Nociceptive pain is further subdivided into somatic pain and visceral pain, according to the locus of the pain. Somatic pain finds its source in the skin, muscle, bones, joints and related structures and is sometimes referred to as musculo-skeletal pain. The types of nociceptors involved include those sensitised by heat, cold, pressure, stretching, inflammation and oxygen deprivation. Somatic pain is usually well localised – we can tell where the pain is coming from – and we usually describe it as a sharp pain. Surgical incisions are an example of somatic pain.

Visceral pain originates in the internal organs, found in the three principal body cavities of the thorax (heart and lungs), abdomen (spleen, pancreas, liver, kidneys and intestines) and the pelvis (bladder and reproductive organs). The types of nociceptors involved are triggered by stretching, pressure, inflammation and oxygen deprivation. Unlike somatic pain, visceral pain is often difficult to pinpoint with accuracy. We might feel a deep seated ache and sometimes it produces a sensation like cramp or squeezing. Often, it produces a secondary locus of pain in the back muscles, called referred pain, and the location of this referred pain laterally corresponds with the abdominal cavity affected.

The second broad class of pain, non-nociceptive pain, originates in the nervous system itself. There are no receptor cells involved in this class of pain, which is subdivided into neuropathic pain and sympathetic pain. Neuropathic pain can have its locus in the peripheral nervous system, that is, the nerves which run between tissues and the spinal cord; or it can occur in the central nervous system itself, being the nerves in the spinal cord and connecting it to the brain. It can be caused by pressure on a nerve, viral infections which affect nerve cells (like shingles), nerve inflammation and degeneration of nerves (as in multiple sclerosis). Some forms of cancer treatment, like radiation, chemotherapy and surgery, can cause neuropathic pain as a result of damage to the nervous system.

The sensation of neuropathic pain is caused by the malfunctioning of the nerve cells themselves and so can be spasmodic in nature and extremely intense, like a faulty electrical transformer sending high voltage spikes along a transmission cable. It may be characterised as shooting or lancing pain and may be associated with hyper sensitivity of surrounding tissue to heat or cold or touch. There may be feelings of numbness or tingling sensations and it sometimes triggers a sensation of pain in unrelated areas as happens in sciatica, where pain originating in a spinal disc can irritate adjoining nerves supplying distant sites like a leg or toe, creating the sensation of pain in those locations.

The fourth type of pain is sympathetic pain. This is believed to be caused by an over reactive sympathetic nervous system (which controls processes like dilation of blood vessels) perhaps operating in conjunction with the peripheral and central nervous systems. It occurs most frequently after bone fractures and soft tissue injuries in the limbs. It is characterised by extreme hypersensitivity in the skin around the injury and may lead to a condition known as complex regional pain syndrome in which the use of the limb affected is absolutely avoided by the individual affected. This can eventually lead to muscle wastage and osteoporosis in the affected bone.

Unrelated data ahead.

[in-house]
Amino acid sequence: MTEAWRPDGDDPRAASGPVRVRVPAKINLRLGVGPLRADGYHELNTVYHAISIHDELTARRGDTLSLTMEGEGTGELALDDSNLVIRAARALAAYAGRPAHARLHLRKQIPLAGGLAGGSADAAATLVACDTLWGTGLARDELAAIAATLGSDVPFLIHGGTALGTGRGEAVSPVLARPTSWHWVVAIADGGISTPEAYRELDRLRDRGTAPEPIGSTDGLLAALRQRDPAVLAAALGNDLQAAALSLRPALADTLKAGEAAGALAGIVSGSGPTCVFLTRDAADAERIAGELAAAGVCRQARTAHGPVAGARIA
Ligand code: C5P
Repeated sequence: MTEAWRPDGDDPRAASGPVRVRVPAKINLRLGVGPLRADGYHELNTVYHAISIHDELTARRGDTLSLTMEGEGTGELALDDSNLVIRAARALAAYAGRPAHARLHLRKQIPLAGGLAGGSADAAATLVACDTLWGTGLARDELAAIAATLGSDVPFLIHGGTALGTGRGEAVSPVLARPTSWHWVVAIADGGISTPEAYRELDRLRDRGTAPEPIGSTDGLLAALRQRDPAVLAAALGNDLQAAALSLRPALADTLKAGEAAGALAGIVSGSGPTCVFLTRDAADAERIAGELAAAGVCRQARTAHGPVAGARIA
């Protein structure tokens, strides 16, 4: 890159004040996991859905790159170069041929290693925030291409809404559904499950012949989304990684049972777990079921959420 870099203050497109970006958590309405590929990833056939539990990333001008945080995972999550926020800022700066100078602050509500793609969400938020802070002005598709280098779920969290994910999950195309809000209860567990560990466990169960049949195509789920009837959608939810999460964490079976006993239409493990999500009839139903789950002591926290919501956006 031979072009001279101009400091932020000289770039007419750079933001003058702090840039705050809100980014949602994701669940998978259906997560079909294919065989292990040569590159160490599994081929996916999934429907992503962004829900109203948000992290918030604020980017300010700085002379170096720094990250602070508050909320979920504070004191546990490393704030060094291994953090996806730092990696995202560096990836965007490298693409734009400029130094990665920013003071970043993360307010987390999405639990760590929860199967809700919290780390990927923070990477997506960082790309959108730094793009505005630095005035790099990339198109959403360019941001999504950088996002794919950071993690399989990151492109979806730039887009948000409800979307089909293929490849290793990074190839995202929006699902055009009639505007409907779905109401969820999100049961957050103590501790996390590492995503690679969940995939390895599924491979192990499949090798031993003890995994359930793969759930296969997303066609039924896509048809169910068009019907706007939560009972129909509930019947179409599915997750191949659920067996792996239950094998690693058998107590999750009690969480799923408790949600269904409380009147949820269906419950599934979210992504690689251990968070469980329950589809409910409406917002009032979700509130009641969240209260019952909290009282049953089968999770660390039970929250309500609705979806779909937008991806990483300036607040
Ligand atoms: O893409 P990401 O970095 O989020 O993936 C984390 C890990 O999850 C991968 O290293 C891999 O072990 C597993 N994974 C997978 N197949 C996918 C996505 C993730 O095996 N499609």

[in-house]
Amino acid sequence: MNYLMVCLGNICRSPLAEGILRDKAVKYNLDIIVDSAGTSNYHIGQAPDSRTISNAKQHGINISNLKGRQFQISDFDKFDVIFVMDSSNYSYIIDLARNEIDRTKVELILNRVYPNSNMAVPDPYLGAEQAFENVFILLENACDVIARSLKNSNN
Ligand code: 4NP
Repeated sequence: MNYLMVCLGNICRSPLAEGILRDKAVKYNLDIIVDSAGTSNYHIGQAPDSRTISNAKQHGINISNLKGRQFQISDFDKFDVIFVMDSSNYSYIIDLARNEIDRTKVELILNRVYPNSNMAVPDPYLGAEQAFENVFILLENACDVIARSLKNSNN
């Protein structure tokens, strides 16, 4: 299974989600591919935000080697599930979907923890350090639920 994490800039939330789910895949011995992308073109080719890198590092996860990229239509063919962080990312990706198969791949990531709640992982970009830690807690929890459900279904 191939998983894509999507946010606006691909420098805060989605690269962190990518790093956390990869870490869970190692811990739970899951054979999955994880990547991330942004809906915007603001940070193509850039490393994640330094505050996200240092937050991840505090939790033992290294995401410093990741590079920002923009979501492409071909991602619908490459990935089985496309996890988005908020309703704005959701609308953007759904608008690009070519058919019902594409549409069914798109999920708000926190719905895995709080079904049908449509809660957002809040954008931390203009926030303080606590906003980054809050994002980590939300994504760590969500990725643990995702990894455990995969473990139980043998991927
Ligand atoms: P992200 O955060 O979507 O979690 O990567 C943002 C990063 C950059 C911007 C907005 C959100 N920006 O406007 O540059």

Of these four types of pain, cancer patients are frequently affected by somatic and visceral pain and less often (about 20% of cases) by neuropathic pain. Tumours that develop close to neural structures tend to cause the most severe pain that cancer patients experience. Somatic, visceral, and neuropathic pain can all be felt at the same time or one at a time and at different frequency of occurrence. Identifying these different types of pain correctly allows the medical team to apply the appropriate pain relieving drugs – each responds differently to the commonly used pain management therapies. Generally speaking, somatic and visceral pains are easier to manage than neuropathic pain.

Usually, pain management therapies involve a chemical interference in the process of signal transmission along nerve fibres or in the spinal cord. A brief diversion into the history of medical science is helpful to explain the complex mechanism involved. The insight into the mechanism of chemical neurotransmitters, operating in the microscopic space between the ends of adjacent nerve cells, was said to have occurred to their German-born discoverer, Otto Loewi, in a dream. In 1921, Loewi’s in vitro experiments with the hearts of frogs led to his discovery of acetylcholine, the first neurotransmitter to be identified. The amazing finding that this complex molecule acted as a “dumb” messenger across nerve synapses led to his receiving the Nobel Prize in 1936,

We now know that the biochemistry of the process of neural transmission is astonishing in its complexity and speed. Over fifty such neurotransmitters have now been identified. But that understanding of signal transmission in nerves is only part of the story of our response to pain. We all have pretty much the same nociceptors and signal transmission system but why do some people seem able to tolerate pain better than others? Experiments show that people can differentiate quite readily between the strength of a pain and their own tolerance of it. It is pain tolerance which varies considerably between individuals rather than the perception of pain strength.